Sunday’s increase in Insurance Premium Tax (IPT) from 6% to 9.5% is due to cost motorists an extra £386m a year, taking their insurance tax contribution to over £1bn¹ for the first time.
As 80% of drivers questioned did not know of the IPT rise, the RAC analysis of industry figures reveals that the tax hike – which comes into effect on Sunday 1 November 2015– is yet another burden on motorists who already contribute over £40bn in motoring taxation every year.
While the rise in insurance premium tax will force up the cost of the vast majority of insurance policies, it is expected to hit motorists hard as they are currently paying around £11bn a year to be able to drive legally.
As a result motorists contribute about a fifth of the total £3bn insurance premium tax collected by the Treasury in 2014.
The IPT tax hike, announced in the Chancellor’s Summer Budget in July 2015, will add £12.80 to an average annual car insurance premium of £367¹. And, with the price of car insurance rising at its fastest rate for five years this will be doubly bad for the country’s 30m drivers.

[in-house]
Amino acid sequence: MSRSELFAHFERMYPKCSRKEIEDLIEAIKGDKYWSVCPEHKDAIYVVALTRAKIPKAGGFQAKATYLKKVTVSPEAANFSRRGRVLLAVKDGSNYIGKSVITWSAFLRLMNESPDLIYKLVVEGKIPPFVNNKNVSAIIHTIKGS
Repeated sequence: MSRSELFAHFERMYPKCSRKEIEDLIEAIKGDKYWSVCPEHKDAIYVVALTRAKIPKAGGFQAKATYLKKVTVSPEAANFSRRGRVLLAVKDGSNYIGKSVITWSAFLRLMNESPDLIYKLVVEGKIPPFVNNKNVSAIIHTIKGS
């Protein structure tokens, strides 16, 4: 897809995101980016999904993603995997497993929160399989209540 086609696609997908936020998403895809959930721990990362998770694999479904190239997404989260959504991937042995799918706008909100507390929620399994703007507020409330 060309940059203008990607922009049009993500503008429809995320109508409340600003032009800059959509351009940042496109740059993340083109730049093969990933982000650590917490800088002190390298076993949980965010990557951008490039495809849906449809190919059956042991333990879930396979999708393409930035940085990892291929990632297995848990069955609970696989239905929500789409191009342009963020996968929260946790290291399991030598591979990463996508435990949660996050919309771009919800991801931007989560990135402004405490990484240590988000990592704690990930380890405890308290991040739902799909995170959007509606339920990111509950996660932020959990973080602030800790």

But the RAC is also warning that the situation will be especially hard on young drivers and those new to motoring who face far higher premiums, significantly raising the bar for anyone starting driving for the first time.
Young drivers aged 25 and under pay an average of £810 a year for their insurance with 18 to 20-year-olds paying £972 a year. The insurance premium tax rise would take their next renewals to £838 and £1,006 – increases of £28 and £34 respectively.
In terms of overall motoring taxation, a typical driver who fills up an average 55-litre car with diesel twice a month, will now pay in the region of £1,200 a year to the Treasury including fuel duty, VAT paid on every litre of fuel bought, annual car tax and IPT.
The RAC believes the price hike “unreasonably adds” to the annual tax burden and that young drivers in particular will be hit hardest, possibly leading to more driving without cover they cannot afford.
AA is concerned that the rises may encourage some drivers, especially young ones, to attempt to drive without cover – or falsify their information to achieve the lowest possible premium to become ‘pseudo-insured’.